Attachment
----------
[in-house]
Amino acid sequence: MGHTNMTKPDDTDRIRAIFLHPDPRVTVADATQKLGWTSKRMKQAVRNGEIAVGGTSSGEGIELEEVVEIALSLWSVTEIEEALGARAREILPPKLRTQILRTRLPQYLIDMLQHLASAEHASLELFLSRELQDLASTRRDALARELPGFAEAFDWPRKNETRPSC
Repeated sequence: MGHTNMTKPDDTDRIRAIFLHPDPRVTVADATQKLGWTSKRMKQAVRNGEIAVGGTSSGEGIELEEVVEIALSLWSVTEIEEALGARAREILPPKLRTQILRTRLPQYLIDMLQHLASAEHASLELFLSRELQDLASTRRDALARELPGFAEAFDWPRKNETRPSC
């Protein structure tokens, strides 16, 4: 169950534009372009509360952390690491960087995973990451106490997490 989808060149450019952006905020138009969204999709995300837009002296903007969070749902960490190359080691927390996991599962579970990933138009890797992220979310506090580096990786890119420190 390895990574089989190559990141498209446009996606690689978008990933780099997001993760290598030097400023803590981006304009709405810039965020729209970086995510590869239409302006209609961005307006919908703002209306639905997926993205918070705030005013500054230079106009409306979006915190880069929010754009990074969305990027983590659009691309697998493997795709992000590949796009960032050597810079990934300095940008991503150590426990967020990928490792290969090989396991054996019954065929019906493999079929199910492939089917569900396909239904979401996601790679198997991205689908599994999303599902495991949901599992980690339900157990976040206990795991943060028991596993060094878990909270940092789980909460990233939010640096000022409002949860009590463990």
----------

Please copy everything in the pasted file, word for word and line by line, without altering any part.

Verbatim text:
[in-house]
Amino acid sequence: MGHTNMTKPDDTDRIRAIFLHPDPRVTVADATQKLGWTSKRMKQAVRNGEIAVGGTSSGEGIELEEVVEIALSLWSVTEIEEALGARAREILPPKLRTQILRTRLPQYLIDMLQHLASAEHASLELFLSRELQDLASTRRDALARELPGFAEAFDWPRKNETRPSC
Repeated sequence: MGHTNMTKPDDTDRIRAIFLHPDPRVTVADATQKLGWTSKRMKQAVRNGEIAVGGTSSGEGIELEEVVEIALSLWSVTEIEEALGARAREILPPKLRTQILRTRLPQYLIDMLQHLASAEHASLELFLSRELQDLASTRRDALARELPGFAEAFDWPRKNETRPSC
């Protein structure tokens, strides 16, 4: 169950534009372009509360952390690491960087995973990451106490997490 989808060149450019952006905020138009969204999709995300837009002296903007969070749902960490190359080691927390996991599962579970990933138009890797992220979310506090580096990786890119420190 390895990574089989190559990141498209446009996606690689978008990933780099997001993760290598030097400023803590981006304009709405810039965020729209970086995510590869239409302006209609961005307006919908703002209306639905997926993205918070705030005013500054230079106009409306979006915190880069929010754009990074969305990027983590659009691309697998493997795709992000590949796009960032050597810079990934300095940008991503150590426990967020990928490792290969090989396991054996019954065929019906493999079929199910492939089917569900396909239904979401996601790679198997991205689908599994999303599902495991949901599992980690339900157990976040206990795991943060028991596993060094878990909270940092789980909460990233939010640096000022409002949860009590463990």